He leaned back in his chair, seemingly relieved after her explanation. "True. But there are conditions to your getting paid. Now do you plan on telling me what you heard or not?"
"A buncha nonsense that I doubt you'll like." Punk twirled a cup coaster.
"I'll be the judge of that. Just talk. Tell me everything you heard."
“Where's the money?”
“In my pocket. Talk.”
“Show it. Then I'll talk.”
Fredrick huffed, but pulled out some bills and slapped them in the middle of the table. “Talk.”
Punk nodded. If he ended up not being pleased with her information, she could always try grabbing the money and running with it. "Hairy Bob's seein' straight, Fuzzy Puppy's gettin' nervous with her position, they decided to move her to Sector Seven and also decided to keep Barry where he's at." She watched his face, waiting for a reaction to the nonsense.
"Hm... Did they say anything else?"
"Just that Point A was unavailable to have a meeting at this time, but that it'll be available next time."
"What about names? Who was there?"
"Nancy," Punk named the most memorable first. "And Harold. That's all I remember."
"Did you see any of them?"
"What did she look like?"
“What did Nancy look like?”
“Whadda ya need t'know for?”
“I'm assuming you want to get paid.”
“No, not at all.” Punk rolled her eyes. “I just risked life an' limb, an' time in prison or a foster home, an' I don't wanna be paid.”
“Then answer the question.”
Fredrick sighed and pressed a hand to his forehead. “Do you want to get paid?”
Punk narrowed her eyes. "She 'ad puffy blue hair an' purple eyes."
"I don't see why ya need t'know," Punk insisted. "Unless you're a kidnapper or somethin'."
"I'm not a kidnapper." Fredrick sat up straight again. "But this is important information, girl. I can't have you fooling around. What did she look like?"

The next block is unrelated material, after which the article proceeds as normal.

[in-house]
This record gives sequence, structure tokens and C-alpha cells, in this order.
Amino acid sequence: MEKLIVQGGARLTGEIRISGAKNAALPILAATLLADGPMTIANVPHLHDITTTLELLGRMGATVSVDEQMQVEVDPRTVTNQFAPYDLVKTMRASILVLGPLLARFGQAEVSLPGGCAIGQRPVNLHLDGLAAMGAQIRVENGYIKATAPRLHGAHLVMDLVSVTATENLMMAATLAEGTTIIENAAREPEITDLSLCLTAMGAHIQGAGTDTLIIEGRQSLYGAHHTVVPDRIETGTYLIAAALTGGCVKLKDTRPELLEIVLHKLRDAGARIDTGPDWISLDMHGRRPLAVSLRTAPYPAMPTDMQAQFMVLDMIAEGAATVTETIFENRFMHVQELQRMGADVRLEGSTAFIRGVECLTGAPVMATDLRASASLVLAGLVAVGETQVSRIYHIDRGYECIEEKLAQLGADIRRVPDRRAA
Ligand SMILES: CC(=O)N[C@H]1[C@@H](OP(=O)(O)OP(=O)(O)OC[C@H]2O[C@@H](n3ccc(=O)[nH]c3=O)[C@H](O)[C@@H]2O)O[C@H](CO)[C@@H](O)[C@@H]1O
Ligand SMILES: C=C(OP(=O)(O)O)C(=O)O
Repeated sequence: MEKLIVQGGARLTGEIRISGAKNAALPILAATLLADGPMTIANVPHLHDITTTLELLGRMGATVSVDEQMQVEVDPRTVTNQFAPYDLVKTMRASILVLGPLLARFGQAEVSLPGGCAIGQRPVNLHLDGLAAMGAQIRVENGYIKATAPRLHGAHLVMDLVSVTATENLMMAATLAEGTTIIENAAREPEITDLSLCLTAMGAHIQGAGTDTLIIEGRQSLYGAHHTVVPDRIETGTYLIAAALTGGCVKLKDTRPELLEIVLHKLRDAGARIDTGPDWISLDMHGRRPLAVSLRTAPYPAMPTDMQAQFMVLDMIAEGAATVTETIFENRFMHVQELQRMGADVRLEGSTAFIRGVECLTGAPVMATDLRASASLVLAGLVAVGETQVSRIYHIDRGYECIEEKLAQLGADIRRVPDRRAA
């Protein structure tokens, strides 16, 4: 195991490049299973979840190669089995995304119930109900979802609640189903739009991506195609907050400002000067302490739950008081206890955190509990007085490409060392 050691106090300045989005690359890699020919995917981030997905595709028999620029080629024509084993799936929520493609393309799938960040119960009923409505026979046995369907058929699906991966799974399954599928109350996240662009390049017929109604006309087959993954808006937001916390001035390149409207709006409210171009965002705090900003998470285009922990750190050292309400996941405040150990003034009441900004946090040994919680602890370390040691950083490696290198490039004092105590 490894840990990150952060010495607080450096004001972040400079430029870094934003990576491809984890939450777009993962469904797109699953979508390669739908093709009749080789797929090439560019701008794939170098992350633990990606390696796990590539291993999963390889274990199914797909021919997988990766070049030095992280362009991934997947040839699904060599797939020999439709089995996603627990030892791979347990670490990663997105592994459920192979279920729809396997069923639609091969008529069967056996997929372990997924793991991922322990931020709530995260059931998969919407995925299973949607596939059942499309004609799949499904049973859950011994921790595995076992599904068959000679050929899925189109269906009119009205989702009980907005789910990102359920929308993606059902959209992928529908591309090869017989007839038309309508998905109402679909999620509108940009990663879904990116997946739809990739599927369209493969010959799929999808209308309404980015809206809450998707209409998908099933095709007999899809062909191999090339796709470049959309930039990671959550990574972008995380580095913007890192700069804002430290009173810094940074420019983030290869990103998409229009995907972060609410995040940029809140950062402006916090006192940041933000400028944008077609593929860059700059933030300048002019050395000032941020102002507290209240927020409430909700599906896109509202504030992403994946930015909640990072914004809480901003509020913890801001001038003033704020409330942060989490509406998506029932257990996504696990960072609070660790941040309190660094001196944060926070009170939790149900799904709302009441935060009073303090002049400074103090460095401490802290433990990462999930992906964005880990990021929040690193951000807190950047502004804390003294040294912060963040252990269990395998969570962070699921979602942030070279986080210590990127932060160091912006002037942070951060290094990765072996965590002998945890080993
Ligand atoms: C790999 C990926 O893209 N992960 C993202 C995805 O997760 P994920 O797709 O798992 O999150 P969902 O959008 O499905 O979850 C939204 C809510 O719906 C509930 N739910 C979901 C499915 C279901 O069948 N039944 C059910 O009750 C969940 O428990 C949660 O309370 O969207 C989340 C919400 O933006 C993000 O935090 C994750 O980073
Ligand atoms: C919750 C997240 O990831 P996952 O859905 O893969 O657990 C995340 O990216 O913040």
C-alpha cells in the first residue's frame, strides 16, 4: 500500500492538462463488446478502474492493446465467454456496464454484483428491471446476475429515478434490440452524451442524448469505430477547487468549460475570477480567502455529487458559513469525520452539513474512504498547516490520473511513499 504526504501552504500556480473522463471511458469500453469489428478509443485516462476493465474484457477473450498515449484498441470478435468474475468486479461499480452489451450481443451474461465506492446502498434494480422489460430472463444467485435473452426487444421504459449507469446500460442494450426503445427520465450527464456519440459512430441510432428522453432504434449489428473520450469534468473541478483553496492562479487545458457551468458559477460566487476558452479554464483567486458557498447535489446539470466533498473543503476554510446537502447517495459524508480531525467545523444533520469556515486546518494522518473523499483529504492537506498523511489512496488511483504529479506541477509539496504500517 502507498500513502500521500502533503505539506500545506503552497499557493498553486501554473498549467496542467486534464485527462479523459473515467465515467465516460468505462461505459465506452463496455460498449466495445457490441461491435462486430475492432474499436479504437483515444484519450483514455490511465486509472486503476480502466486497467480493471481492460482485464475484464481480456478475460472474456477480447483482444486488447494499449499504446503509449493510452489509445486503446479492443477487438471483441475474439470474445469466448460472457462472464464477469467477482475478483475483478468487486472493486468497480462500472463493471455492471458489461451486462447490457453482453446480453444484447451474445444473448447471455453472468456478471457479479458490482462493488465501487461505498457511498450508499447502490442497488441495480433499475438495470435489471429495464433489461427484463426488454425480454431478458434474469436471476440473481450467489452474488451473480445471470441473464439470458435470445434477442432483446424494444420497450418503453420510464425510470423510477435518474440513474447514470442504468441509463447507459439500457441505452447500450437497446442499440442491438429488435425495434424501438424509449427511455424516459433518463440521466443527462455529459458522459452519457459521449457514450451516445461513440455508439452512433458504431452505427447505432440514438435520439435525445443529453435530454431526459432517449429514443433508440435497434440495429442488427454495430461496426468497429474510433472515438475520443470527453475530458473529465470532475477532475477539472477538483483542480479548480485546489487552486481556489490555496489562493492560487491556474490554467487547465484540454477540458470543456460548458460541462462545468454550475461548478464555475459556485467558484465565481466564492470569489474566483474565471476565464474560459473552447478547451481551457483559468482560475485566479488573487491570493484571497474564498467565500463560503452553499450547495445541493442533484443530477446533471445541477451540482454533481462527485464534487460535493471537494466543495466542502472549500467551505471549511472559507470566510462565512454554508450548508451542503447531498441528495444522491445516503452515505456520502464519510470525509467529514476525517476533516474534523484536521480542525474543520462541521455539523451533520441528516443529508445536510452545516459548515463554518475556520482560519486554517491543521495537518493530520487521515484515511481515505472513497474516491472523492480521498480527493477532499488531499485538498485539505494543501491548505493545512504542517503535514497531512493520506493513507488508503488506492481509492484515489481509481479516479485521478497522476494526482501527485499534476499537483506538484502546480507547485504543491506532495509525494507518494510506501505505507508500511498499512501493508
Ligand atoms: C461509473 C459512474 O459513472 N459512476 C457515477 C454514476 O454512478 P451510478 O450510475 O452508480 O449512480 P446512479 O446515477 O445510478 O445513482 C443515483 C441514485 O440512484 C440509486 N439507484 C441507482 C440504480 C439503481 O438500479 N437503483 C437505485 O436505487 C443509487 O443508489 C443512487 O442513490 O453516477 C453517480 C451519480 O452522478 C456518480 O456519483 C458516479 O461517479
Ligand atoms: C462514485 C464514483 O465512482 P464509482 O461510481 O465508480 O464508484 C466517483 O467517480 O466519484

Punk sighed. "Brown hair, green eyes, a few inches taller'n me."
"Mm... Okay, good. That matches up." He rose. "Stay here." He walked to the counter. Punk stretched her legs out under the table and watched the football game in process on the television in the corner.
"Hope you like pepperoni pizza."
Punk look at Fredrick. “Yeah.”
He held out a cup. “Go ahead and get a drink. The pizza will be out in a little.”
Punk glanced at the soda machine. She hesitated a moment, then strode over and stood in front of it, wondering how on earth it worked.
“Press your cup against the lever, like this,” Fredrick instructed from beside her. He stepped forward and demonstrated.
Punk raised her own cup and imitated him. Soda splashed into her cup. She watched as it filled to the top, then pulled it away and inspected the foam. Fredrick turned walked away with a full cup. Punk followed him back to their seats and sat down again.
Punk focused her attention on the television screen for a moment, then looked around at the paintings on the walls and the plants growing on various stands. Grace would love it there.
Fredrick drummed his fingers on the table, looking as if he wanted to say something, but didn't know what to say.
Punk looked up as a man set a pepperoni pizza on their table
“Ah, thank you,” Fredrick said. The man nodded and walked away. Punk watched Fredrick choose a slice and begin eating, then grabbed a couple pieces of her own and began stuffing them in her mouth. The sauce burned her mouth. She swallowed, rubbed her tongue against the roof of her mouth, and gulped down a mouthful of water. As soon as her mouth had returned to its normal temperature, she started on her meal again, at a slower pace.
Fredrick looked somewhat appalled by her antics. He glanced around before setting his attention on his food. Punk almost grinned.